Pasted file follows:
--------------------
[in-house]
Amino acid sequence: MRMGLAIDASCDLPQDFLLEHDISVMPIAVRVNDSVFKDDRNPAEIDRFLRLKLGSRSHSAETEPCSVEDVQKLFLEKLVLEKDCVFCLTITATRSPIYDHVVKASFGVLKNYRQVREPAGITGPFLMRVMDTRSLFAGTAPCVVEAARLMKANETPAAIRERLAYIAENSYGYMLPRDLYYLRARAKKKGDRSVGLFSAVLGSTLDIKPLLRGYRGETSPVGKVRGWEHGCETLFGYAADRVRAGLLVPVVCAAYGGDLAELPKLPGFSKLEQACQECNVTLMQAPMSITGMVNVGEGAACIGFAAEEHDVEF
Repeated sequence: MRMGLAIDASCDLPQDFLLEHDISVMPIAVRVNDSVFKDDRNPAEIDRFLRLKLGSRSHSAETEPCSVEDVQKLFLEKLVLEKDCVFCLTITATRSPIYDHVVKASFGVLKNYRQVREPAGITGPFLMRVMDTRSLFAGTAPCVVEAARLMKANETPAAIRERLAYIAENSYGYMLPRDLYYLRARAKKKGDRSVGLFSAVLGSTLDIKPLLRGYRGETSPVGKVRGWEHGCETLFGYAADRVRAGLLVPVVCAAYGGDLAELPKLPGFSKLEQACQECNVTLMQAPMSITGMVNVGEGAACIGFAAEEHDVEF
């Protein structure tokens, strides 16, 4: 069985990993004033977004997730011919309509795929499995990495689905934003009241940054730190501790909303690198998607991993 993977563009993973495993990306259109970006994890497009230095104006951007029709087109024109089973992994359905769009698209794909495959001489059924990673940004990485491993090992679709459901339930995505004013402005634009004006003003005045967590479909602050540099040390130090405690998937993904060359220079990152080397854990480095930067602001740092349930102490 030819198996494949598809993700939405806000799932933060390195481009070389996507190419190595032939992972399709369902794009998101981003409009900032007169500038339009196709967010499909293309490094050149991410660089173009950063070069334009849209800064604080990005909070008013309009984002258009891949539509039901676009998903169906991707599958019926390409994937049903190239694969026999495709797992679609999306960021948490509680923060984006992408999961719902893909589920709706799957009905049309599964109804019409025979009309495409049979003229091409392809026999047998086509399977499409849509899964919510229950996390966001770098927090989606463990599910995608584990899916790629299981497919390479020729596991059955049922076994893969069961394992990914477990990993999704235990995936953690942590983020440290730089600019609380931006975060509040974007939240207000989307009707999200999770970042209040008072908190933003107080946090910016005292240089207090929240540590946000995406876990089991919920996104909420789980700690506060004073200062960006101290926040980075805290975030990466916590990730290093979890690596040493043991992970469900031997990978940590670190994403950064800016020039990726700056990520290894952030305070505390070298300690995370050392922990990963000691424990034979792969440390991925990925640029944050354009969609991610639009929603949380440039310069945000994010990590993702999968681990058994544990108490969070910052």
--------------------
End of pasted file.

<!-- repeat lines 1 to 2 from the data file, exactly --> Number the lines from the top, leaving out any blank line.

[in-house]
Amino acid sequence: MRMGLAIDASCDLPQDFLLEHDISVMPIAVRVNDSVFKDDRNPAEIDRFLRLKLGSRSHSAETEPCSVEDVQKLFLEKLVLEKDCVFCLTITATRSPIYDHVVKASFGVLKNYRQVREPAGITGPFLMRVMDTRSLFAGTAPCVVEAARLMKANETPAAIRERLAYIAENSYGYMLPRDLYYLRARAKKKGDRSVGLFSAVLGSTLDIKPLLRGYRGETSPVGKVRGWEHGCETLFGYAADRVRAGLLVPVVCAAYGGDLAELPKLPGFSKLEQACQECNVTLMQAPMSITGMVNVGEGAACIGFAAEEHDVEF